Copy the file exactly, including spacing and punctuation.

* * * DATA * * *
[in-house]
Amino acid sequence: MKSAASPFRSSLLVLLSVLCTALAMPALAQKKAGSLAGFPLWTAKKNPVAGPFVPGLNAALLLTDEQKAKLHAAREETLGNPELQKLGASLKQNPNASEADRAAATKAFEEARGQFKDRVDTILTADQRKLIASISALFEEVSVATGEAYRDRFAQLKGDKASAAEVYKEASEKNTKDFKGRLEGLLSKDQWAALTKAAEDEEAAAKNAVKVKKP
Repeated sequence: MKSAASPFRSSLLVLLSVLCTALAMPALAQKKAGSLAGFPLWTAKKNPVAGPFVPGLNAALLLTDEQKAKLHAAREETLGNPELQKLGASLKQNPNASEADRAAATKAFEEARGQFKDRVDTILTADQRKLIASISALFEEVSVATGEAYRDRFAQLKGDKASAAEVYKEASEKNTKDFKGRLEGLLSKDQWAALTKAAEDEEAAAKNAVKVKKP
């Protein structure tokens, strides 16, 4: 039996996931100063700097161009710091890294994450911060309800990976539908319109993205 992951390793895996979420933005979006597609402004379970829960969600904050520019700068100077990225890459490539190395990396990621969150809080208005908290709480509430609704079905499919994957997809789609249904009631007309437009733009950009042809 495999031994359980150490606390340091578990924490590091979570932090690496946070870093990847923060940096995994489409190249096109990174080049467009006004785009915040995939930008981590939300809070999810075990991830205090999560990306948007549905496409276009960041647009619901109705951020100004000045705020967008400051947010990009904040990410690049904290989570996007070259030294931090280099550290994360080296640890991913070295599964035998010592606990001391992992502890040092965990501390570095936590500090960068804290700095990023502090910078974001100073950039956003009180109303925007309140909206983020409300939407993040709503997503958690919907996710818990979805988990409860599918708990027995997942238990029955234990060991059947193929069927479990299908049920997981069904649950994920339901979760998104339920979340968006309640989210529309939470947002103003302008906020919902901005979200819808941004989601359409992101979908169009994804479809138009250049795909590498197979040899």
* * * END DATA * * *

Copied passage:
[in-house]
Amino acid sequence: MKSAASPFRSSLLVLLSVLCTALAMPALAQKKAGSLAGFPLWTAKKNPVAGPFVPGLNAALLLTDEQKAKLHAAREETLGNPELQKLGASLKQNPNASEADRAAATKAFEEARGQFKDRVDTILTADQRKLIASISALFEEVSVATGEAYRDRFAQLKGDKASAAEVYKEASEKNTKDFKGRLEGLLSKDQWAALTKAAEDEEAAAKNAVKVKKP
Repeated sequence: MKSAASPFRSSLLVLLSVLCTALAMPALAQKKAGSLAGFPLWTAKKNPVAGPFVPGLNAALLLTDEQKAKLHAAREETLGNPELQKLGASLKQNPNASEADRAAATKAFEEARGQFKDRVDTILTADQRKLIASISALFEEVSVATGEAYRDRFAQLKGDKASAAEVYKEASEKNTKDFKGRLEGLLSKDQWAALTKAAEDEEAAAKNAVKVKKP
């Protein structure tokens, strides 16, 4: 039996996931100063700097161009710091890294994450911060309800990976539908319109993205 992951390793895996979420933005979006597609402004379970829960969600904050520019700068100077990225890459490539190395990396990621969150809080208005908290709480509430609704079905499919994957997809789609249904009631007309437009733009950009042809 495999031994359980150490606390340091578990924490590091979570932090690496946070870093990847923060940096995994489409190249096109990174080049467009006004785009915040995939930008981590939300809070999810075990991830205090999560990306948007549905496409276009960041647009619901109705951020100004000045705020967008400051947010990009904040990410690049904290989570996007070259030294931090280099550290994360080296640890991913070295599964035998010592606990001391992992502890040092965990501390570095936590500090960068804290700095990023502090910078974001100073950039956003009180109303925007309140909206983020409300939407993040709503997503958690919907996710818990979805988990409860599918708990027995997942238990029955234990060991059947193929069927479990299908049920997981069904649950994920339901979760998104339920979340968006309640989210529309939470947002103003302008906020919902901005979200819808941004989601359409992101979908169009994804479809138009250049795909590498197979040899």